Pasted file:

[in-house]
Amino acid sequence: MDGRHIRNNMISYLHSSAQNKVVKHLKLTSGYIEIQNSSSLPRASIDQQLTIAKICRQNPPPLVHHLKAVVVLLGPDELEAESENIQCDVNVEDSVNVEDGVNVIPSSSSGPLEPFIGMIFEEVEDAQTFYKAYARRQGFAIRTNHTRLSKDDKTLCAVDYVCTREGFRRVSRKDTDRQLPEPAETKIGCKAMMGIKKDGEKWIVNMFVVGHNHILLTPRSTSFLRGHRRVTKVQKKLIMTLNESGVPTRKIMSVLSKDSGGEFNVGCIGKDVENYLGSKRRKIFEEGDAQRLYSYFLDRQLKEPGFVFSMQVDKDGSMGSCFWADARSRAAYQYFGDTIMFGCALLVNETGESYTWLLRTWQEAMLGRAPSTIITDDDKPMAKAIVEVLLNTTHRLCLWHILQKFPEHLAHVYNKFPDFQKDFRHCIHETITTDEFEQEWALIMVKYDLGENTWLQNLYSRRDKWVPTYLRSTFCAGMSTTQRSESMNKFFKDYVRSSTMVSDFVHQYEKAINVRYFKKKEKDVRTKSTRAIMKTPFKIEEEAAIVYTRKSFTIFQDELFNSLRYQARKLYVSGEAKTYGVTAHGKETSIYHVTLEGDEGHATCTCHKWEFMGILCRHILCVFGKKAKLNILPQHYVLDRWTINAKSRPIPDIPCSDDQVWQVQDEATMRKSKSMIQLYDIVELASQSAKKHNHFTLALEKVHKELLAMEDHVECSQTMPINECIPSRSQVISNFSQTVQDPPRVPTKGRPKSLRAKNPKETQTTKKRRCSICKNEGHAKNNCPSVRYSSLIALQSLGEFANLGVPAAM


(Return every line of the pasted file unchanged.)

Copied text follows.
[in-house]
Amino acid sequence: MDGRHIRNNMISYLHSSAQNKVVKHLKLTSGYIEIQNSSSLPRASIDQQLTIAKICRQNPPPLVHHLKAVVVLLGPDELEAESENIQCDVNVEDSVNVEDGVNVIPSSSSGPLEPFIGMIFEEVEDAQTFYKAYARRQGFAIRTNHTRLSKDDKTLCAVDYVCTREGFRRVSRKDTDRQLPEPAETKIGCKAMMGIKKDGEKWIVNMFVVGHNHILLTPRSTSFLRGHRRVTKVQKKLIMTLNESGVPTRKIMSVLSKDSGGEFNVGCIGKDVENYLGSKRRKIFEEGDAQRLYSYFLDRQLKEPGFVFSMQVDKDGSMGSCFWADARSRAAYQYFGDTIMFGCALLVNETGESYTWLLRTWQEAMLGRAPSTIITDDDKPMAKAIVEVLLNTTHRLCLWHILQKFPEHLAHVYNKFPDFQKDFRHCIHETITTDEFEQEWALIMVKYDLGENTWLQNLYSRRDKWVPTYLRSTFCAGMSTTQRSESMNKFFKDYVRSSTMVSDFVHQYEKAINVRYFKKKEKDVRTKSTRAIMKTPFKIEEEAAIVYTRKSFTIFQDELFNSLRYQARKLYVSGEAKTYGVTAHGKETSIYHVTLEGDEGHATCTCHKWEFMGILCRHILCVFGKKAKLNILPQHYVLDRWTINAKSRPIPDIPCSDDQVWQVQDEATMRKSKSMIQLYDIVELASQSAKKHNHFTLALEKVHKELLAMEDHVECSQTMPINECIPSRSQVISNFSQTVQDPPRVPTKGRPKSLRAKNPKETQTTKKRRCSICKNEGHAKNNCPSVRYSSLIALQSLGEFANLGVPAAM